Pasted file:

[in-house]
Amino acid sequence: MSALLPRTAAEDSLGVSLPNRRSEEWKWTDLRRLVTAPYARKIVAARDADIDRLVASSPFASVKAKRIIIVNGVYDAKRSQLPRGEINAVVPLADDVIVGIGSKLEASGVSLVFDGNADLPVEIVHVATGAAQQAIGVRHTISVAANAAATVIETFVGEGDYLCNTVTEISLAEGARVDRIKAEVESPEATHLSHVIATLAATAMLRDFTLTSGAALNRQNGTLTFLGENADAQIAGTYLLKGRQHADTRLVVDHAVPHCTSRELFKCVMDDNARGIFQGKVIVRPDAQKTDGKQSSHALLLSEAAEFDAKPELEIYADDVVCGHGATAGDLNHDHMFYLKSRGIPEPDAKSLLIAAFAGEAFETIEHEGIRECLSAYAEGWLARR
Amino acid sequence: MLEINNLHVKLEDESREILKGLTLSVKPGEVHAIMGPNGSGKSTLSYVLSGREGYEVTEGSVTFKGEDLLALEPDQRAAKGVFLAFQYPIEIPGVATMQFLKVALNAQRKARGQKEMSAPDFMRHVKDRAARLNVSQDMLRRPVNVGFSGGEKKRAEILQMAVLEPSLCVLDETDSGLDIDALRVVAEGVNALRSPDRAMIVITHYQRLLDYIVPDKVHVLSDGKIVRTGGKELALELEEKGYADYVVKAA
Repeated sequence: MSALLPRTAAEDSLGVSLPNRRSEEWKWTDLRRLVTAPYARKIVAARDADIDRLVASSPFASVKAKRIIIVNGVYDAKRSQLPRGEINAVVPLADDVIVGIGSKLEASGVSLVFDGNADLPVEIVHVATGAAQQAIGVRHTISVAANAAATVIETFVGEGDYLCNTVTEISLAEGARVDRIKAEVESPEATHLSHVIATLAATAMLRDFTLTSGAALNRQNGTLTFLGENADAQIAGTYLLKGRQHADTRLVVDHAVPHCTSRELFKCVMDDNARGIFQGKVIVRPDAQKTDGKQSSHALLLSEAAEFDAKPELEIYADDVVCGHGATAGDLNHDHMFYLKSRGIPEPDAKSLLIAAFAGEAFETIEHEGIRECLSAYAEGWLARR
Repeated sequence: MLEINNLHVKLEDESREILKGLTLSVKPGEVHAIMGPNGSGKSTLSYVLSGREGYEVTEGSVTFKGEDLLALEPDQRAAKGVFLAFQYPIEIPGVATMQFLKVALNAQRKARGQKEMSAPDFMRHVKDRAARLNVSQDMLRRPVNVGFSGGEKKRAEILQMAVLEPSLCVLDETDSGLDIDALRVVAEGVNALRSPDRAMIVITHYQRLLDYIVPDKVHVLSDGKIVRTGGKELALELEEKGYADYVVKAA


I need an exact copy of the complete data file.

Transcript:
[in-house]
Amino acid sequence: MSALLPRTAAEDSLGVSLPNRRSEEWKWTDLRRLVTAPYARKIVAARDADIDRLVASSPFASVKAKRIIIVNGVYDAKRSQLPRGEINAVVPLADDVIVGIGSKLEASGVSLVFDGNADLPVEIVHVATGAAQQAIGVRHTISVAANAAATVIETFVGEGDYLCNTVTEISLAEGARVDRIKAEVESPEATHLSHVIATLAATAMLRDFTLTSGAALNRQNGTLTFLGENADAQIAGTYLLKGRQHADTRLVVDHAVPHCTSRELFKCVMDDNARGIFQGKVIVRPDAQKTDGKQSSHALLLSEAAEFDAKPELEIYADDVVCGHGATAGDLNHDHMFYLKSRGIPEPDAKSLLIAAFAGEAFETIEHEGIRECLSAYAEGWLARR
Amino acid sequence: MLEINNLHVKLEDESREILKGLTLSVKPGEVHAIMGPNGSGKSTLSYVLSGREGYEVTEGSVTFKGEDLLALEPDQRAAKGVFLAFQYPIEIPGVATMQFLKVALNAQRKARGQKEMSAPDFMRHVKDRAARLNVSQDMLRRPVNVGFSGGEKKRAEILQMAVLEPSLCVLDETDSGLDIDALRVVAEGVNALRSPDRAMIVITHYQRLLDYIVPDKVHVLSDGKIVRTGGKELALELEEKGYADYVVKAA
Repeated sequence: MSALLPRTAAEDSLGVSLPNRRSEEWKWTDLRRLVTAPYARKIVAARDADIDRLVASSPFASVKAKRIIIVNGVYDAKRSQLPRGEINAVVPLADDVIVGIGSKLEASGVSLVFDGNADLPVEIVHVATGAAQQAIGVRHTISVAANAAATVIETFVGEGDYLCNTVTEISLAEGARVDRIKAEVESPEATHLSHVIATLAATAMLRDFTLTSGAALNRQNGTLTFLGENADAQIAGTYLLKGRQHADTRLVVDHAVPHCTSRELFKCVMDDNARGIFQGKVIVRPDAQKTDGKQSSHALLLSEAAEFDAKPELEIYADDVVCGHGATAGDLNHDHMFYLKSRGIPEPDAKSLLIAAFAGEAFETIEHEGIRECLSAYAEGWLARR
Repeated sequence: MLEINNLHVKLEDESREILKGLTLSVKPGEVHAIMGPNGSGKSTLSYVLSGREGYEVTEGSVTFKGEDLLALEPDQRAAKGVFLAFQYPIEIPGVATMQFLKVALNAQRKARGQKEMSAPDFMRHVKDRAARLNVSQDMLRRPVNVGFSGGEKKRAEILQMAVLEPSLCVLDETDSGLDIDALRVVAEGVNALRSPDRAMIVITHYQRLLDYIVPDKVHVLSDGKIVRTGGKELALELEEKGYADYVVKAA